When the human spirit humbles me…

There are times when the human spirit humbles me beyond myself.  Today was one such time.

A few days ago, we met a group of women who are fighting for their lives.  This group of 33 women have a battle few of us could relate to.  An incurable disease has taken their health, their families, their livelihoods, and in many cases their dignity.  Yet, they have banded together to say-We will fight and we will take back what has been lost!  These are ladies infected with HIV/AIDS.

In Kenya, as in most places, HIV/AIDS is a feared disease whose victims are often misunderstood, shunned, and even abused.  Many of these ladies were infected by the very men who have become the accusers.  And yet, they fight.  They fight for health, they fight for dignity, and they give of themselves to one another and to their community in a way that exalts the Jesus within.

At our meeting on Wednesday, they showed us how they have started a small business in making soap and selling it in their community.  This micro-finance project allows these ladies to get the much needed food to remain healthy despite the virus.  I am told that many of them have become accountability partners to make sure that each one takes her medicines and eats well.  They share with each other, and check in with each other daily.  Such deep friendships.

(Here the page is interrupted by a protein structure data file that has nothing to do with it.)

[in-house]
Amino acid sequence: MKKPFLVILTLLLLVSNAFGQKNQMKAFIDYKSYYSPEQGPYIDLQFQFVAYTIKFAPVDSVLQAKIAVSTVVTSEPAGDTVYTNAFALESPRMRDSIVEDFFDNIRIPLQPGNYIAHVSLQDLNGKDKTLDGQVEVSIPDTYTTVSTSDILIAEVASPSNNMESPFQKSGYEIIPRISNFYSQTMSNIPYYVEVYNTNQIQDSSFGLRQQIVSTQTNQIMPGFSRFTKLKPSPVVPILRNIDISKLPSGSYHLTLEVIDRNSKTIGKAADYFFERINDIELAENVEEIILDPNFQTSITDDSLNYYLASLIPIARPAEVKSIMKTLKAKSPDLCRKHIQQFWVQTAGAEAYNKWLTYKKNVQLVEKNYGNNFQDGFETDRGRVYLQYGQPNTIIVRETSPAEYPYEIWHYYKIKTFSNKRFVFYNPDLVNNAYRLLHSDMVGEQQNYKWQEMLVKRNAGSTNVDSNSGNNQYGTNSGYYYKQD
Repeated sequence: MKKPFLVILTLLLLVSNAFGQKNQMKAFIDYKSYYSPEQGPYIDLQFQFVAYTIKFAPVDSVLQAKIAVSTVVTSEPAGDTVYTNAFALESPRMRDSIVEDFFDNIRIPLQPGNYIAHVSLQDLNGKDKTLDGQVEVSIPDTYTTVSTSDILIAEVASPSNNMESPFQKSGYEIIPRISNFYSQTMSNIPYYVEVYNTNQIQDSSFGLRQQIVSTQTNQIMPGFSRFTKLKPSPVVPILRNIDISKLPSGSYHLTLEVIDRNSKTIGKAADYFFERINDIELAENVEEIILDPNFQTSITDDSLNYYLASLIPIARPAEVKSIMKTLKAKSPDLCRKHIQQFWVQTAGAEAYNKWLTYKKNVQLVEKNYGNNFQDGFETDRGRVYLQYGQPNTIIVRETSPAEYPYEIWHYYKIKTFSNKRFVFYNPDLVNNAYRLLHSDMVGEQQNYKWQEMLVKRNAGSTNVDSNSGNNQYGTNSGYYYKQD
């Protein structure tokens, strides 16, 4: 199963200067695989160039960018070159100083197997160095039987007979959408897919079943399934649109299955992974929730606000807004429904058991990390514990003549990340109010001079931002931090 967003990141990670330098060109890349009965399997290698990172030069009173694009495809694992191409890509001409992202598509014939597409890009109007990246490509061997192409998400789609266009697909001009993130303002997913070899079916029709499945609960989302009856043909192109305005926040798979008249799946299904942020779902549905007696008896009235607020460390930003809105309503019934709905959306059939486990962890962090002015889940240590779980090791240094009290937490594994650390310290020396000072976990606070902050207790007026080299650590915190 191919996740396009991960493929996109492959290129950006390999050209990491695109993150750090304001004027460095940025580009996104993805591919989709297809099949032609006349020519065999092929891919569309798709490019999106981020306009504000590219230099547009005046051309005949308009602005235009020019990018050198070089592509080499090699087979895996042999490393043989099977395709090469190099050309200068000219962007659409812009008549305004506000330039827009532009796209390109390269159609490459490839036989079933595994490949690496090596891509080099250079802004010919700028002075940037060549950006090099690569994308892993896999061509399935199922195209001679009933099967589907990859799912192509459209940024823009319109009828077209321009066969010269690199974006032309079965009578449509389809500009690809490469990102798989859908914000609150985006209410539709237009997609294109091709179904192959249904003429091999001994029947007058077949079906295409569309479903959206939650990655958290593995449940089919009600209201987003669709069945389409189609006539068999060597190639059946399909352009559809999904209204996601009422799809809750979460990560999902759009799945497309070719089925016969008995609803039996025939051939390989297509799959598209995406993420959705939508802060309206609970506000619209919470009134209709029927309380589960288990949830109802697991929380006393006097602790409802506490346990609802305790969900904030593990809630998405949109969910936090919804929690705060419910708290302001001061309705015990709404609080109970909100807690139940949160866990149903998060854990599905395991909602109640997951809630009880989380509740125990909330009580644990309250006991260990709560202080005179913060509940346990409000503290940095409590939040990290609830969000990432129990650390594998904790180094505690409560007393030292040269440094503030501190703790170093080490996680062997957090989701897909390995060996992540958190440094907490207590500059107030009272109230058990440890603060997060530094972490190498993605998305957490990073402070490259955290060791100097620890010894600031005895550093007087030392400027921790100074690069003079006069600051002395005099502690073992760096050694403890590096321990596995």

During their visit on Wednesday, we told them about our plans to begin what will become a small garden or “shamba” to assist the school with rising food costs.   We are beginning to shift our focus here at We Are Kenya from the “emergency” way of caring, to plans that will provide sustainability to our community.  We don’t want dependency any more than they do, so we are looking for ways to front projects that they can continue with independence.  One such idea was that of a small garden where collard greens, tomatoes, and onions could be grown.  While these are not high priced items, we figured that it would save $10 per usage.  Meaning, the days that collard greens are eaten from this garden, $10.00 less is spent on food!  If collards are eaten eight times per month, that is nearly $80.00!  It really does make a difference!

This plan was shared with the ladies as questions were being asked about the large pile of soil that had been dumped outside of the school.

All week, we have been excited about starting  this project today.  You must imagine that each of us had a different view of what this would look like.  For me, I heard that we would be planting the seedlings in sacks that rice and feed are purchased in.  So, I envisioned a row of large white bags, filled with soil, and seedling places on top.  For others, the idea was smooth soil with little plants peeking out in neat clean rows…much like we would have at home.

We were ALL wrong!  The ladies in the HIV/AIDS mission knew a member of the agricultural branch of government.  When they heard of our plan, they called her to come and monitor the project.  She politely told us that we had it all wrong and if we would allow her to help, she could show us a way that would row plants for three years in much more efficient way.   We are all about that!